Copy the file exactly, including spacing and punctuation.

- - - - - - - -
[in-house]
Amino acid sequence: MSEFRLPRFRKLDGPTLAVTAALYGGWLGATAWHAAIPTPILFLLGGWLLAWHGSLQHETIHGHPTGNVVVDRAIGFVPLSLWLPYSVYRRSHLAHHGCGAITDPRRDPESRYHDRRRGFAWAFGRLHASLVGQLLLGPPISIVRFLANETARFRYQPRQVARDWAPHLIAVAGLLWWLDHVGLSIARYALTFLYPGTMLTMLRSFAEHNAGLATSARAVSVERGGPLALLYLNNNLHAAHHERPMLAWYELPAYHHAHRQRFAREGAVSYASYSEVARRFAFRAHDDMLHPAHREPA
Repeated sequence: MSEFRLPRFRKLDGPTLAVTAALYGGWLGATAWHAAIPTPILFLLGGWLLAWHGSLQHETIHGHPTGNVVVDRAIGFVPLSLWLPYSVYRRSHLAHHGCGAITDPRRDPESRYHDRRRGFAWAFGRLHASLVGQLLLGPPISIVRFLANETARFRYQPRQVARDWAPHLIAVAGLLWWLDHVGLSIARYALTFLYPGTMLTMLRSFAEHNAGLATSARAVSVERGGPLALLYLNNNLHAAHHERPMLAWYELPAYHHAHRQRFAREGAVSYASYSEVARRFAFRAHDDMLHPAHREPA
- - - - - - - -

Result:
[in-house]
Amino acid sequence: MSEFRLPRFRKLDGPTLAVTAALYGGWLGATAWHAAIPTPILFLLGGWLLAWHGSLQHETIHGHPTGNVVVDRAIGFVPLSLWLPYSVYRRSHLAHHGCGAITDPRRDPESRYHDRRRGFAWAFGRLHASLVGQLLLGPPISIVRFLANETARFRYQPRQVARDWAPHLIAVAGLLWWLDHVGLSIARYALTFLYPGTMLTMLRSFAEHNAGLATSARAVSVERGGPLALLYLNNNLHAAHHERPMLAWYELPAYHHAHRQRFAREGAVSYASYSEVARRFAFRAHDDMLHPAHREPA
Repeated sequence: MSEFRLPRFRKLDGPTLAVTAALYGGWLGATAWHAAIPTPILFLLGGWLLAWHGSLQHETIHGHPTGNVVVDRAIGFVPLSLWLPYSVYRRSHLAHHGCGAITDPRRDPESRYHDRRRGFAWAFGRLHASLVGQLLLGPPISIVRFLANETARFRYQPRQVARDWAPHLIAVAGLLWWLDHVGLSIARYALTFLYPGTMLTMLRSFAEHNAGLATSARAVSVERGGPLALLYLNNNLHAAHHERPMLAWYELPAYHHAHRQRFAREGAVSYASYSEVARRFAFRAHDDMLHPAHREPA